White Eyes - White Eyes [1969/1970], album review

Could Have Been Them

This makes a neat link to my recent review of the Vanguard compilation of late 60s/early 70s one-album [largely] bands of the era, not that White Eyes was with the Vanguard label: they didn’t even get so far as to have one.

It is a wonderful story: the band toured and played coffee houses and similar during the late 60s, driving themselves and their gear around in a 1953 Cadillac hearse – an incidental detail but somehow appropriate to the iconoclastic spirit of the time – and they never recorded an album but did make in 1969-70 a set of demos to shop around to hopeful music industry/promoter types, an offering never taken up at the time. Some 40 years later and the details better told here, we can now listen to this wonderful slice from that early psychedelic past.

Not the White Eyes' Cadi, but a 53 and in its more familiar context

It is a brilliant album by any standards. The opening vocally versatile track It’s For You [Lennon/McCartney] should have and would have been a huge hit, I’m sure, if picked up at the time. The ensemble singing – harmony and overlapping – with the heavy guitar and hand claps is a gem of that period. It would have been radio-friendly in its pop sensibilities as well as that guitar work giving just enough to suggest its more psychedelic leanings, but not so much as to alienate those liking their commercial hits quick and restrained. Second Streetcar Love is much more obviously garage-pop with more sweet but less complex harmonies. Third I Know You Rider [which you can hear on the link in the previous paragraph] is again very much in that garage mode – having a chord sequence as simple as Gloria – but the heavy guitar is present again, and the harmonies, especially with lead vocalist Kathy Helmick, are clearly reminiscent of Jefferson Airplane. The following ballad October showcases Helmick’s superb solo vocal [and astonishingly I can’t find any online references to her having pursued a singing career beyond this time]. Sixth Hard Hard Livin’ is a rousing rockblues with Helmick’s vocal a raw and grittier sound, the gospel harmonies from the band adding a broader layer. Seventh A Girl on a Hill adds the requisite folk embrace - the acoustic guitar, flute and developing harmonies sustaining the impressive depth of songwriting and performance. Eighth and final track I’m Not a Free Man has a strong male vocal – with sweet harmonising to accompany at times – in this also requisite ‘political’ commentary of the time when will the people learn, not that we are ever told explicitly what that is but whatever it is it is curtailing freedom, and that is quite enough to sing about in rock’s defiant roll.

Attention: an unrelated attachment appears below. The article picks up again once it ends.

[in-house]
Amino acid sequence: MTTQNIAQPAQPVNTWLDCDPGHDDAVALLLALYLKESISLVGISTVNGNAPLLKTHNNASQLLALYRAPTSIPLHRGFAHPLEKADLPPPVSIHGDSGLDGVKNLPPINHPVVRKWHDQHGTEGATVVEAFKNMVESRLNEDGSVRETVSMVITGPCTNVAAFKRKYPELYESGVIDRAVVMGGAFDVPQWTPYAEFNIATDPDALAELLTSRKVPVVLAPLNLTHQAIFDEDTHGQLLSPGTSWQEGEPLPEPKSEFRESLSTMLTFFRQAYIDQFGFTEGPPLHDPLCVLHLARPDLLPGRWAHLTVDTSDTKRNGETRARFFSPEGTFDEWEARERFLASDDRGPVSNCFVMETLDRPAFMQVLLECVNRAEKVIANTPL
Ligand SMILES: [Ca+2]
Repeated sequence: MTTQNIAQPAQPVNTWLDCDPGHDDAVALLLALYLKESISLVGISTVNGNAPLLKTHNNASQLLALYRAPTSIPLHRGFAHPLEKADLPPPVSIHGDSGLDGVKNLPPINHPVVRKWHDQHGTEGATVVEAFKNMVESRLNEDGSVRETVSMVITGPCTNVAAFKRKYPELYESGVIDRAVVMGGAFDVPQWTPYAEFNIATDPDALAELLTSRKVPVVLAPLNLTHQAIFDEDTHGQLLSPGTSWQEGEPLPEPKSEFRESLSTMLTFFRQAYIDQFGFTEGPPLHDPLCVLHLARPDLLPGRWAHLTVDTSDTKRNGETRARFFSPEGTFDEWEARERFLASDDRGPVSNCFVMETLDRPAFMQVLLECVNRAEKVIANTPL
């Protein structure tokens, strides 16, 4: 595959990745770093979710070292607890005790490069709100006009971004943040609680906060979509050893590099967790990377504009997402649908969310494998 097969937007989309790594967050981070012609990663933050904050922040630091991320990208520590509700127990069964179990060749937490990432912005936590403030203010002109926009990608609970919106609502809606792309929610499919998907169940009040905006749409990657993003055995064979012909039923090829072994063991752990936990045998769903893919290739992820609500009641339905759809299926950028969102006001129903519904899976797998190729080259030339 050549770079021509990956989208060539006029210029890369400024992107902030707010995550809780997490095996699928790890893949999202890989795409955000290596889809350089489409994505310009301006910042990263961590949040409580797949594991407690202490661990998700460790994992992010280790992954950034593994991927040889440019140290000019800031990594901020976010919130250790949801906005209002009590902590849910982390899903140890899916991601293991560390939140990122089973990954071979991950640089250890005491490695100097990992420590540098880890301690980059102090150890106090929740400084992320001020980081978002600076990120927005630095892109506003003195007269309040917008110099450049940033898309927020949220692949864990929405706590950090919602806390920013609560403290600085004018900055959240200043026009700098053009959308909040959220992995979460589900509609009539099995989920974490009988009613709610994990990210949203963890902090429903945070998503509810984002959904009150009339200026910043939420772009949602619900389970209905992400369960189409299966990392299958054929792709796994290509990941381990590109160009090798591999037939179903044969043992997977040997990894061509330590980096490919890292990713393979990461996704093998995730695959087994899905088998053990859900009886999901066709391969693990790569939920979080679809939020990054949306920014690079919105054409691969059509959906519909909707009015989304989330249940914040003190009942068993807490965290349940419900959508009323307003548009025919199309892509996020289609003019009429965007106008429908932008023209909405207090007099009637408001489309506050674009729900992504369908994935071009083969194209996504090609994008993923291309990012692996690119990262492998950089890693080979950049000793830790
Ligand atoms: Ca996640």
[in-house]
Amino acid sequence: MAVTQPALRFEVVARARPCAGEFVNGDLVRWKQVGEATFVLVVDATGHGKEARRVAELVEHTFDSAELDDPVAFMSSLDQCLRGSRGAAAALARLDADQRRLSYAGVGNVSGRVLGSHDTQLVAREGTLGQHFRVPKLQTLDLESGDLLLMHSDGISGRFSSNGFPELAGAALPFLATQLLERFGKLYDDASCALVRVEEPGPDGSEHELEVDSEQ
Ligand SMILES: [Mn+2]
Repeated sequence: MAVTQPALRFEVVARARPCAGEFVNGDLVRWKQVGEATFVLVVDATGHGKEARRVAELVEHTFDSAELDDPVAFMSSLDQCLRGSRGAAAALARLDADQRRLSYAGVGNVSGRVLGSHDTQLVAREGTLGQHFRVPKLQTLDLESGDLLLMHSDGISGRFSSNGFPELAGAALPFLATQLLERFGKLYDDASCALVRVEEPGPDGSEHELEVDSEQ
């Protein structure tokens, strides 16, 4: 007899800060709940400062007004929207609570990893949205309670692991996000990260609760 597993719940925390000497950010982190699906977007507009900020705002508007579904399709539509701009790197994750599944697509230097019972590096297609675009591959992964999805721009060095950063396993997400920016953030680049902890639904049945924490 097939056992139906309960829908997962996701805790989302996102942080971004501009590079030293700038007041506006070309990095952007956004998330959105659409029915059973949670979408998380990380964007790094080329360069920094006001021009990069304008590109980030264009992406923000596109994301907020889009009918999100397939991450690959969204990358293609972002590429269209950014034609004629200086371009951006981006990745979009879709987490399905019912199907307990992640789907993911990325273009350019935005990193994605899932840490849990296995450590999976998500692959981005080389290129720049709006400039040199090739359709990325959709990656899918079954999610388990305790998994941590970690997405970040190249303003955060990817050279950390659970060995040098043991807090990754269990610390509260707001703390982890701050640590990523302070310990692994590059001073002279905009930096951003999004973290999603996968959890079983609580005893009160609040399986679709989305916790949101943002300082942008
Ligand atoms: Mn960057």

Like the Vanguard bands presented as perhaps unsung but worthy representatives of that time, White Eyes deserve this similar recognition, even if it is so far removed from the exciting possibilities of the actual moment.